Next, we reviewed several key distinctions between the BA and the FCPA, as summarised in this useful chart:
Click here to view table.
Finally, we noted that, while the FCPA is a somewhat limited tool for combating public corruption, in that it only applies to the bribe payer, not the bribe recipient, US law enforcement has utilised the money laundering statutes to prosecute allegedly corrupt non-US officials. The US has also utilised civil forfeiture statutes to try to seize the proceeds of corrupt payments out of the hands of allegedly corrupt non-US officials.
Getting your procedures right
Given the implications of what has been said above, there are a number of things that every firm should be doing on a regular basis:
- Establish senior management buy-in and support.
- Set up (and keep) a multi-disciplinary anti-bribery and corruption (ABC) team.
- Establish what laws apply to what business, and where.
- Conduct gap analysis.
- Conduct risk assessment.
- Identify key areas of risk/inadequate procedures.
- Agree and draft necessary changes.
Critical considerations include:
- Give support from the top but also have the right people on any project team. Consider what areas of the business are more likely to encounter corruption risks in their role and include them in discussions and planning.
- Know what laws apply to your business, where, to whom and when. Analyse how a firm does business, who is does business with and who it uses in the course of its business. Firms will also need to determine the nationality of their key employees, since this could mean a tie to a particular jurisdiction in terms of compliance.
- When going into a new country or area of business conduct a risk assessment and gap analysis to ensure new procedures reflecting the new risks are appropriate to the business.
- For multinational entities, it is still important to deal with risks on a firm-by-firm and case-by-case basis, even where there is a global overall ethics and compliance policy.
- Consider gifts and hospitality issues in the context of the business and what is proportionate. Who are the arrangements for? What are the industry norms? Who would otherwise pay for this form of hospitality? Do we require any approvals from the recipient or others? What levels of expenditure are likely to trigger such a need for approvals?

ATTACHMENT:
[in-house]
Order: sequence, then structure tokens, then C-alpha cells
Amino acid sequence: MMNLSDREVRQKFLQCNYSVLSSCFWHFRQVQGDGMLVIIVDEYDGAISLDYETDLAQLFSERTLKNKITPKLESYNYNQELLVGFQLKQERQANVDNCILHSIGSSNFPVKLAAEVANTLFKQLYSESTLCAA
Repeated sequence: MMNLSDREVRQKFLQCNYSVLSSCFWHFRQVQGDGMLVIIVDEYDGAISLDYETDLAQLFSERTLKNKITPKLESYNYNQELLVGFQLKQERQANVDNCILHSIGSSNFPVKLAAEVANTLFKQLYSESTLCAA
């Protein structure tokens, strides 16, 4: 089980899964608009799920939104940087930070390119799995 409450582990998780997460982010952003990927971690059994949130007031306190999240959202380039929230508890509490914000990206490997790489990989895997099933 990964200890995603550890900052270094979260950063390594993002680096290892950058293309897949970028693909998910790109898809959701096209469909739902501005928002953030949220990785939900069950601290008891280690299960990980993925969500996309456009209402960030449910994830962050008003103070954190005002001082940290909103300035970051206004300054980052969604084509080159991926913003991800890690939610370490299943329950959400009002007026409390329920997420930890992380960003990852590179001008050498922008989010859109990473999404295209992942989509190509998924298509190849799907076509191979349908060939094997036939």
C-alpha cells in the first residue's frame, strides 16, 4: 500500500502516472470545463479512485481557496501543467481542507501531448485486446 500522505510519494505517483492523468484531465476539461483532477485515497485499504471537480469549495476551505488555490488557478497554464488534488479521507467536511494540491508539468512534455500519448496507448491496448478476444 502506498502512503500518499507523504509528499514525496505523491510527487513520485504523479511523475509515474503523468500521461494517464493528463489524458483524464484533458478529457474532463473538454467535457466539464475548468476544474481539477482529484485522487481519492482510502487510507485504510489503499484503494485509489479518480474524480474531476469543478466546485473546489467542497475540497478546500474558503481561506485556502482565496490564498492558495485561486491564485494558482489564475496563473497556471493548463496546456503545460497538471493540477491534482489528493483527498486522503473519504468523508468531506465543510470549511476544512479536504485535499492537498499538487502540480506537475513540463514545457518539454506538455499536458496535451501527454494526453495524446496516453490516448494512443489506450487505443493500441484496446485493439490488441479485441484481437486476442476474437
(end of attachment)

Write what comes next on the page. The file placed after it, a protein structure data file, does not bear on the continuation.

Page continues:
- Consider not only how to tell employees how to deal with requests for facilitation payments but also what the firm's stance should be – for example, publicly naming those who make these requests.
- Conduct due diligence on contractors and establish who are the firm’s "associated persons".
- Provide training and guidance for employees.
- Have whistleblowing procedures in place.
Each firm must establish how to apply its procedures across the business, so that the correct policies are applied to the right people, in the right way, to avoid unnecessary burdens. A blanket policy will rarely, if ever, suffice.
Practical Issues and Effects on Business in Africa
How draconian is the legal framework concerning anti-corruption? What are the associated implications for businesses in Africa and how can the measures affect competitiveness?
US and UK companies have operated in Africa for around 25 years with a lot of success. The FCPA has had a limited impact on this success, so, if properly handled, the BA should equally not affect success. A lesson from this is that the proportionate nature of a business’s response is key to being compliant with legal requirements and ensuring that competitiveness is still maintained.
Companies that were concerned about the potential impact of the BA on their business tended to fall into one of three categories:
- Those that took a cavalier approach – for example, they did not take measures to understand the implications of the BA or took the risk that they would not be of relevance.
- The majority of companies, which took a pragmatic and realistic view – the result of such reviews would invariably be that the BA would have a relatively minor impact.
- Those that panicked and conducted too much due diligence – typically in relation to contractors, agents and other third parties, which has negatively impacted their business.
The key to obtaining balance in this area is obtaining a proportionate response and this is tied up in the MOJ guidance. It is accepted that bribery as such is impossible to stop completely, therefore having in place the right actions and procedures is key to ensuring compliance and maintaining competitiveness.
- Do a risk assessment: This is crucial to any satisfactory protection under both the BA and the FCPA. Many companies will of course have this in place, having conducted a previous review, however the question more often than not is one of determining whether or not (and when) this requires review. For example, if a firm’s current procedures ensure it is compliant with the FCPA, these may require review in order to comply with the BA too.
- Do a gap analysis: This can be done internally or externally. Consider advice from consultants and external counsel, which can have the benefit of making documents privileged, which may be useful in the event of an investigation.
- Consider all the factors: The methodology surrounding risk assessments is to determine the internal factors in the organisation as well as the external factors. This includes, for example, third party and agent relationships connected with the business. It is vital to employ a risk-based approach specific to each relationship.
- A global strategy? Decide whether to use a global group risk strategy or use a more localised approach for certain jurisdictions. It is vital to note that some specifics will be required for certain jurisdictions.